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FG allows indigenous refiners to purchase crude oil in naira

New Policy Aims to Alleviate Foreign Exchange Pressures and Sustain Domestic Refining Operations

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In a significant policy shift, the Federal Government has acceded to the demands of domestic crude oil refiners and other stakeholders in the sector by granting indigenous refineries the option to purchase crude oil in either naira or dollars. This landmark decision, announced on Monday by the Nigerian Upstream Petroleum Regulatory Commission (NUPRC), signals a concerted effort to address pressing challenges facing the domestic refining industry while bolstering the nation’s energy security.

The unveiling of the new template for Domestic Crude Oil Supply Obligation underscores the government’s commitment to fostering a conducive environment for the sustainable growth of the refining sector. Chief Executive of NUPRC, Gbenga Komolafe, emphasized the collaborative efforts involving key stakeholders, including representatives from NNPC Upstream Investment Management Services and industry associations, in developing the framework for seamless implementation.

Responding to inquiries regarding the currency of transaction, Komolafe clarified that transactions could be conducted in either naira or dollars, with a preference for naira transactions to alleviate pressure on the country’s foreign exchange reserves. This strategic move aligns with broader objectives outlined in the Petroleum Industry Act 2021, aimed at promoting indigenous participation and enhancing the resilience of the nation’s energy infrastructure.

The decision comes in the wake of mounting challenges faced by modular refineries, as highlighted in a report by The PUNCH on February 26, 2024. The inability of these refineries to access foreign exchange for crude oil purchases had threatened their operations, exacerbating concerns about supply disruptions and fuel scarcity. Operators, under the aegis of the Crude Oil Refinery Owners Association of Nigeria, had called for urgent intervention, citing the need for crude oil to be sold in naira to ease operational constraints and stimulate investment in the sector.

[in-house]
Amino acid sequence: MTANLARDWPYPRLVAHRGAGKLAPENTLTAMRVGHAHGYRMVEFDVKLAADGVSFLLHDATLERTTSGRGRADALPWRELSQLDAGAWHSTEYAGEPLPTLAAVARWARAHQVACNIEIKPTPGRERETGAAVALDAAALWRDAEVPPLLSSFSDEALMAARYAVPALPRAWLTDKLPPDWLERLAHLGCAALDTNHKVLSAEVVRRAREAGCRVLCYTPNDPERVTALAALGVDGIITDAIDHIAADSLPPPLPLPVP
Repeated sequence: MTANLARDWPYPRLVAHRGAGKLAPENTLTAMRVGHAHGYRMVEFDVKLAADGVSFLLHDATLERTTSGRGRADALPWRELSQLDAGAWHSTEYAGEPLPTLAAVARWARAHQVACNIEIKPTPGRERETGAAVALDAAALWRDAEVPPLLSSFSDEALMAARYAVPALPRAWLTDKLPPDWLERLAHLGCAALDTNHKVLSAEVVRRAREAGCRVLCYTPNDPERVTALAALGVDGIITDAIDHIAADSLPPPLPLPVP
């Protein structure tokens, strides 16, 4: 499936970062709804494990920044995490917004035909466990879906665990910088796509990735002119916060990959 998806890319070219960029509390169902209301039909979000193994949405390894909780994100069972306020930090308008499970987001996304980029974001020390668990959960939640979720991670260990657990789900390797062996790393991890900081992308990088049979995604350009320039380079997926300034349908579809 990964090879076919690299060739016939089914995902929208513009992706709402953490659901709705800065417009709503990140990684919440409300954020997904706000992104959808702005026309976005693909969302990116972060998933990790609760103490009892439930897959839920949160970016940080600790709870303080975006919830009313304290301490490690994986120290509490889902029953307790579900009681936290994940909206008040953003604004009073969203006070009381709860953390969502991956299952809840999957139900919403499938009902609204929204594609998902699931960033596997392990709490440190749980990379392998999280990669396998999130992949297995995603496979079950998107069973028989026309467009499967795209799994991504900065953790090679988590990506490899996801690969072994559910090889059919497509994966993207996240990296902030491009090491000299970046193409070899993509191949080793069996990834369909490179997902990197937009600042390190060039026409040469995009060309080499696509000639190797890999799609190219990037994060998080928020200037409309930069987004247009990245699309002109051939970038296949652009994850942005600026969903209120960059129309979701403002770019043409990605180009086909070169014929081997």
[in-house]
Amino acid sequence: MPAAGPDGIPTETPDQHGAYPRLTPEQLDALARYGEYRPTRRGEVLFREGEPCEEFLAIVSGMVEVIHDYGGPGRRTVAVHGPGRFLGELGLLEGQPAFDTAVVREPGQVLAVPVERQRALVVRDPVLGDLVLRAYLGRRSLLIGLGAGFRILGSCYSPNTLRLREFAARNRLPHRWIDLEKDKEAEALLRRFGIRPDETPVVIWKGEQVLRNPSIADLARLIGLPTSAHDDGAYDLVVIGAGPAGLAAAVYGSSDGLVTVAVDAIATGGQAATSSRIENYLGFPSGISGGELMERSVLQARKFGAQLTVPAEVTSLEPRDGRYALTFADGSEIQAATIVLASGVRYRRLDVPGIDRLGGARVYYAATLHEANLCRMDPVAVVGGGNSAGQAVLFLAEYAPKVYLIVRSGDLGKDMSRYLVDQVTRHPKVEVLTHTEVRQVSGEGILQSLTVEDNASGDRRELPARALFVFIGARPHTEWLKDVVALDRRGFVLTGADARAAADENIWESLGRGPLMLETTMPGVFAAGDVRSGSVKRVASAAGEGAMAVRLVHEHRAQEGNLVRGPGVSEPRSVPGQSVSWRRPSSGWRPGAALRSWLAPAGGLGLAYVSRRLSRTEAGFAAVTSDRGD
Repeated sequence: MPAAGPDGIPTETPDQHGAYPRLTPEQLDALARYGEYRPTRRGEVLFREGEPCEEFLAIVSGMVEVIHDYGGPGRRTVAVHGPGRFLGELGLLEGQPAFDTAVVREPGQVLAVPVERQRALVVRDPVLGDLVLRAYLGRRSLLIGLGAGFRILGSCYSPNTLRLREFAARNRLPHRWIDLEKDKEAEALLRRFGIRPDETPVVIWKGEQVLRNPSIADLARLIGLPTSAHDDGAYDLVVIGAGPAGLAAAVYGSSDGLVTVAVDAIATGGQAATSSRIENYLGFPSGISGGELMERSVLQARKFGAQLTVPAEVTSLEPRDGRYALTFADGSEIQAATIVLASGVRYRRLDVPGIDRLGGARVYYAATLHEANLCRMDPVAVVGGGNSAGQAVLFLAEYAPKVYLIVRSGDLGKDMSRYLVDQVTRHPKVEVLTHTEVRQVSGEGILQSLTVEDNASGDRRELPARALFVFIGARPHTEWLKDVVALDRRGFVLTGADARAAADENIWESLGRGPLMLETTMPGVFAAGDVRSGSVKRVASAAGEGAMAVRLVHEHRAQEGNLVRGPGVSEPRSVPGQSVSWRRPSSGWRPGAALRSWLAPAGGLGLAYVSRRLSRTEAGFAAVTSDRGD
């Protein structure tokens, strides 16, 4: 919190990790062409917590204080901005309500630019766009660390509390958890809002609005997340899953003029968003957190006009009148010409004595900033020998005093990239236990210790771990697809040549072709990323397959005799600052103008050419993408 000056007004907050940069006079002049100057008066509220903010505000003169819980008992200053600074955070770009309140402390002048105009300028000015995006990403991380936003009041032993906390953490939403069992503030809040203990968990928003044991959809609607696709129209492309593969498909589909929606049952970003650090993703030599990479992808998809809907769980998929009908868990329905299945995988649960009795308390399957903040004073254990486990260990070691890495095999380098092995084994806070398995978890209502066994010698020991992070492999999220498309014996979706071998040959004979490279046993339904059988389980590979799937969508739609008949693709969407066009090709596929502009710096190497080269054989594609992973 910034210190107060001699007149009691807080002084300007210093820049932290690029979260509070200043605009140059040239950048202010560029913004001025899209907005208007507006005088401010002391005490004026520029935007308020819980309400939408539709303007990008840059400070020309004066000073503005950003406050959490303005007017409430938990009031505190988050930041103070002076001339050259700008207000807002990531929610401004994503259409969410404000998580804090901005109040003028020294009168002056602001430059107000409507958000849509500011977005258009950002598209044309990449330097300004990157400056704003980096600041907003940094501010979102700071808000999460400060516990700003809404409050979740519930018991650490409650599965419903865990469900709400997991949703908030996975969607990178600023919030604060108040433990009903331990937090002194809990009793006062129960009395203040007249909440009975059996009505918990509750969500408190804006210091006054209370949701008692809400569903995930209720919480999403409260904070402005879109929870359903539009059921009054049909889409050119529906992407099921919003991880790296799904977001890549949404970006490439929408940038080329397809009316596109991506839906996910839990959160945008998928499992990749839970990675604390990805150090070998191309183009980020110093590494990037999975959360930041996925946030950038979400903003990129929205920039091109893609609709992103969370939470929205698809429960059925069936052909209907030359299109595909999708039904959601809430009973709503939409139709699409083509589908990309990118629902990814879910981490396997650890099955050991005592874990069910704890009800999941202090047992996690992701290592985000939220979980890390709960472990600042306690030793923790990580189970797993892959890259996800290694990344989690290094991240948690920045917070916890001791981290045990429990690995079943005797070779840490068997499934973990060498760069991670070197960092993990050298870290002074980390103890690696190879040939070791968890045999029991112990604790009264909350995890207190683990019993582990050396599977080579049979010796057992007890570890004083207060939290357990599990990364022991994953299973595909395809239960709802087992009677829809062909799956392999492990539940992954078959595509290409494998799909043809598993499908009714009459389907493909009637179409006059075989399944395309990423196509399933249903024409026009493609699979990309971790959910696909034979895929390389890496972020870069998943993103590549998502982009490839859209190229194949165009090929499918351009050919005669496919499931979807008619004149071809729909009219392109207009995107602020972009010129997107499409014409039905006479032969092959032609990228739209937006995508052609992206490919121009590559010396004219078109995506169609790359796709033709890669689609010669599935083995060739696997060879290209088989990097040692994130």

The announcement also coincided with the release of updated data on Nigeria’s crude oil and gas reserves, underscoring the nation’s vast hydrocarbon potential. As of January 1, 2024, total crude oil and condensate reserves increased to 37.5 billion barrels, with a corresponding gas reserve of 209.26 trillion cubic feet. These figures represent positive gross additions to oil and gas reserves, reaffirming Nigeria’s position as a key player in the global energy landscape.

Despite these promising developments, challenges persist in optimizing the utilization of these resources and enhancing domestic refining capacity. The government’s proactive measures, including the adoption of flexible pricing mechanisms and regulatory reforms, are essential steps toward overcoming these hurdles and fostering a vibrant and sustainable energy sector.

As Nigeria navigates the complexities of its energy transition journey, the prudent management of its hydrocarbon wealth and the promotion of inclusive policies will be critical in ensuring the long-term prosperity and energy security of the nation. The decision to allow indigenous refiners to purchase crude oil in local currency marks a significant milestone in this trajectory, signaling a renewed commitment to unlocking the full potential of the country’s oil and gas sector for the benefit of its citizens.

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